A pole is vertically mounted on a base. An elongated vertically disposed open frame surrounds the pole in vertically spaced positions. Friction reducing rollers, journalled by the frame ends, bear against diametrically opposite sides of the pole to prevent a binding action of the frame on the pole as the frame is moved vertically relative to the pole. The depending end portion of the frame journals a reel about the horizontal axis of a bicycle-like crank equipped with pedals. An elongated flexible member, secured at one end to the reel and secured at its other end to the pole adjacent the upper limit of the frame, is wound on the reel by the user operating the pedals and angularly rotating the reel which lifts the frame and user relative to the pole. An air pump-type brake member retards downward movement of the frame from a raised position and comprises a tube parallel with the pole and substantially coextensive with the frame, including a coaxial rod connected at one end with the upper limit of the frame and provided with a cup-like plunger at its depending end which compresses air within the tube which is gradually released through a tube orifice as the frame moves downwardly.
The principal object is to provide a stationary bicycle-type exerciser in which the user must exert pressure on bicycle-like pedals proportional to his weight in order to lift himself and a frame relative to a vertical support pole.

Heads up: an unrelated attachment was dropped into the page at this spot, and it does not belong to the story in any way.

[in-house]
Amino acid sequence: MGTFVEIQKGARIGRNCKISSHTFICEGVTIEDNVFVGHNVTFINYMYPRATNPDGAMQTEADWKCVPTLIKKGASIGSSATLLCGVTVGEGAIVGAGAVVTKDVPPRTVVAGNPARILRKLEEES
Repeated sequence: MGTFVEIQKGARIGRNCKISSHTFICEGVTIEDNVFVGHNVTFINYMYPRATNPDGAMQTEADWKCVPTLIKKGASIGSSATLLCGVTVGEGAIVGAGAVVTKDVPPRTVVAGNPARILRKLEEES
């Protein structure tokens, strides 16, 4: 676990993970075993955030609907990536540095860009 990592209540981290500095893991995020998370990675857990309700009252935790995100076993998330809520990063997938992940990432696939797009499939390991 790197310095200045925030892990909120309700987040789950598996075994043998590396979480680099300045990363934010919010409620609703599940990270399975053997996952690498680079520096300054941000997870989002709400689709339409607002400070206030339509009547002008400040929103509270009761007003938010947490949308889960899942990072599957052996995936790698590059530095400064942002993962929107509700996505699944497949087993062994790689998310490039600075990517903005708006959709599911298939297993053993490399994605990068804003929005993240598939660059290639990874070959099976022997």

FIG. 1 is a side elevational view, partially in section, of the device;
FIG. 2 is a horizontal sectional view, to a larger scale, partially in elevation, taken substantially along the line 2--2 of FIG. 1; and,
FIG. 3 is a fragmentary elevational view looking in the direction of the arrows 3--3 of FIG. 1.
Like characters of reference designate like parts in those figures of the drawings in which they occur.
The device 10 comprises an upright tubular pole 12 centrally mounted on a base 14 and a frame means 16 vertically movable relative to the pole. An upper pole extension rod 18, having laterally spaced handles 20, at its upper end, is telescopically received by the upper end portion of the pole 12 and held in a vertically adjusted position by a set screw 22. The frame 16 includes a vertical standard 24 having a generally horizontally disposed strap-like top member 26 secured to its upper end which supports a seat 28 laterally of the pole with its other end portion slidably surrounding an intermediate portion of the pole.